“Coming to his senses, the son thought, ‘How many of my Father’s workers have more than enough food to eat. Dying from hunger, I shall go to my father'” Luke 15:1-3.
The story of the “prodigal son,” which appears only in Luke’s gospel, is among the most treasured stories in the New Testament.
Last week, we heard about a barren fig tree and the role of the gardener who, after a brief exchange with the owner of the orchard, and with great patience, proper cultivation, and time, this fig tree might just come around give off its delicious fruit. It’s an example of second chances.
In the parable of the prodigal son, we are in the middle of a family feud. We witness the wastefully extravagant son, the resentful brother, and the unwavering image of a loving and merciful father offering “second chances” to his sons.
With time and great mercy, these ingredients bring us back and restore us to life. Like the lost son, we must have confidence in a loving father’s critical insight in the story.
Here’s a piece of advice, it comes by way of the Broadway legend Stephen Sondheim who passed away in November.
This evening is the 94th Academy Award, where the Oscar goes to the best in American and global filmmaking. One of the nominees for Best Picture is Stephen Spielberg’s “West Side Story,” the acclaimed remake of the Robert Wise/Jerome Robbins 1961 classic musical.
Let’s focus on the character Riff, the antagonist, played by Michael Faist, in this version of Romeo and Juliet, set in Spanish Harlem, hence, the title West Side Story. It’s in a period of reckless urban renewal and so destructive of the urban community in New York City. Michael Faist brings the tragic Riff to a contemporary audience in this new film.
As you may know, the actual recording of the singing with orchestra takes several phases, and with meticulously edited the soundtrack is something like an elaborate layer cake. Each element must match the perfection of a Steven Spielberg production with Steven Sondheim’s updated lyrics and, of course, Leonard Bernstein’s music. Maybe the best-known popular songs in the Bernstein body of work.
The other day, I heard an interview with Michael Faist describing how he prepared for the film, his need to lose weight, and his learning the dancing parts. The title “Jet Song” in opening dance sequence in the city streets with his fellow Jets is the prologue to the film. Faist doesn’t consider himself a dancer, but I believe he is the best overall actor, dancer, and singer in the cast. He did not get a nomination for Best Supporting Actor.
In the radio interview, Faist mentions one small episode in the making of the movie. During the studio recording session in Los Angeles, both “Stevens”- Steven Spielberg and Steven Sondheim – were in the Control Booth. If an actor has jitters or anxiety about his performance, the presence of these most critical artistic minds of any generation might send you to anti-anxiety pills. Consider also the Los Angeles Philharmonic’s Gustavo Dudamel, conducting the orchestra?
One day in question, the recording session was going badly, and everyone felt it — take after take, retake after retake. At long last, the day’s work was over. The cast and orchestra would return the next day, maybe in better voices.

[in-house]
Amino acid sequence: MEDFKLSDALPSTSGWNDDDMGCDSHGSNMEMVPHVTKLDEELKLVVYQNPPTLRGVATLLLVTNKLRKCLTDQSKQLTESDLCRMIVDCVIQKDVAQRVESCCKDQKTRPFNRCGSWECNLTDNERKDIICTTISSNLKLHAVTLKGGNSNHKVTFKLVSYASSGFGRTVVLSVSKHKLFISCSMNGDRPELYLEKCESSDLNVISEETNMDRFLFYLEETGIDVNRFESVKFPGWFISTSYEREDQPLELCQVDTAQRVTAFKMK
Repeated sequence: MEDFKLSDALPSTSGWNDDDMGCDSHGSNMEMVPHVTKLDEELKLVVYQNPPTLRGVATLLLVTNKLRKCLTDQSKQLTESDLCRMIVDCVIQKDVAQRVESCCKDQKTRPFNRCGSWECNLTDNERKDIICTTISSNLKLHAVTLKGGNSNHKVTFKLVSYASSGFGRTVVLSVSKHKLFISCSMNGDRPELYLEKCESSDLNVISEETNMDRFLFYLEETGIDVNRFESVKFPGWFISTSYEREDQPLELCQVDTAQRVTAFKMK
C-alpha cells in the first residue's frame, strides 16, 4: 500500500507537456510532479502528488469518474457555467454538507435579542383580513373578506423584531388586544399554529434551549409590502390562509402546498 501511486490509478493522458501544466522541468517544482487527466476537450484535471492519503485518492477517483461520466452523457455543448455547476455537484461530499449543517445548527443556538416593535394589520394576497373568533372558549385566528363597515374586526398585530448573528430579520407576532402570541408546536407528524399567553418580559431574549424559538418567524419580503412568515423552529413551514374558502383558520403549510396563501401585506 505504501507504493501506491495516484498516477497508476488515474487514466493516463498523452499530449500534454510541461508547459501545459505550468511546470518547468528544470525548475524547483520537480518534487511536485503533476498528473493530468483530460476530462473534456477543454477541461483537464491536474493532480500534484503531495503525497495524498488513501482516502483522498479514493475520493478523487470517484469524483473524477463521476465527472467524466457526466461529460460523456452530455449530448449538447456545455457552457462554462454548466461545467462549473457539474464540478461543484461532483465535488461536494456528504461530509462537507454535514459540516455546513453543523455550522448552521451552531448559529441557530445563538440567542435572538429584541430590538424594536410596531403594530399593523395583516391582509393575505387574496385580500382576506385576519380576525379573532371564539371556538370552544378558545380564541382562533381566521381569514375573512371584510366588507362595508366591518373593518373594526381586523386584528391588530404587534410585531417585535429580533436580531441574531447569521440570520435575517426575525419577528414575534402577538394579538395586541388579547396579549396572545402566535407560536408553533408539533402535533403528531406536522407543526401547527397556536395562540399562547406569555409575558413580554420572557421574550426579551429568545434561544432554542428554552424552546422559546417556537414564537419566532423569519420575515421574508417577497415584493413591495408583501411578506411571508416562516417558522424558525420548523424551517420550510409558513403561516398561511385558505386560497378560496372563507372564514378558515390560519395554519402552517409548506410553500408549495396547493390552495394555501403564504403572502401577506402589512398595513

By chance, Mike Faist exits at the elevator, hits the button, the doors open, and Steven Sondheim joins him for the ride down. Here is the young 30-year-old actor with the 91-year old Broadway legend in sight of one another. In the briefest words, both spoke of that day’s particular challenge. Sondheim looked at the actor and gave one word of advice: “Confidence!”
From Sondheim’s observation, the company lacked the confidence to make the music come alive and, thus strengthen the story.
Are there moments when we lack confidence? I’m talking about the confidence we need to reach out in forgiveness and reconciliation.
The story of the lost son turns this strength of his — by coming to his senses and relying on his loving Father. The son says: “I shall rise and go to my father.” His change of heart demonstrates his strength of confidence.
The Father remarks: “This my son was dead and has come back to life again; was lost and has been found.” This, too, is confidence, not the sound of “I told you so,” instead reverence for his lost son, now come back to life! Here is an occasion for a festival: “Let us celebrate with a feast because my son was dead and has come back to life again; he was lost and found.”
Father Jean d’Elbee, the French spiritual writer of the last century, commented:
“Oh, this desire, this need of the Father of mercies to retrieve his lost child and give him life! This is the heart of God. Remember, each time you pick yourself up after a fall, the feast of the prodigal son is renewed. (And) you should dance as the son did at the request and for the joy of his Father. We do not dance enough in the spiritual life.” (Magnificat, March 2022, p. 407.)
So will you dance and sing when you have realized the mercy of God?
And, at these times, do lyrics from West Side Story make sense about our future promise — because we have a loving Father?
“Somethings Coming” By Stephen Sondheim/Leonard Bernstein
“There’s somethin’ due any day; I will know right away, soon as it shows. Who knows? It’s only just out of reach, down the block, on a beach, under a tree.
I got a feelin’ there’s a miracle due. Gonna come true, comin’ to me. Around the corner, or whistlin’ down the river.
Come on, deliver to me.
Who knows? It’s only just out of reach, down the block, on a beach, maybe tonight, maybe tonite!”
Rosary Chapel, Santa Catalina School, Monterey, CA.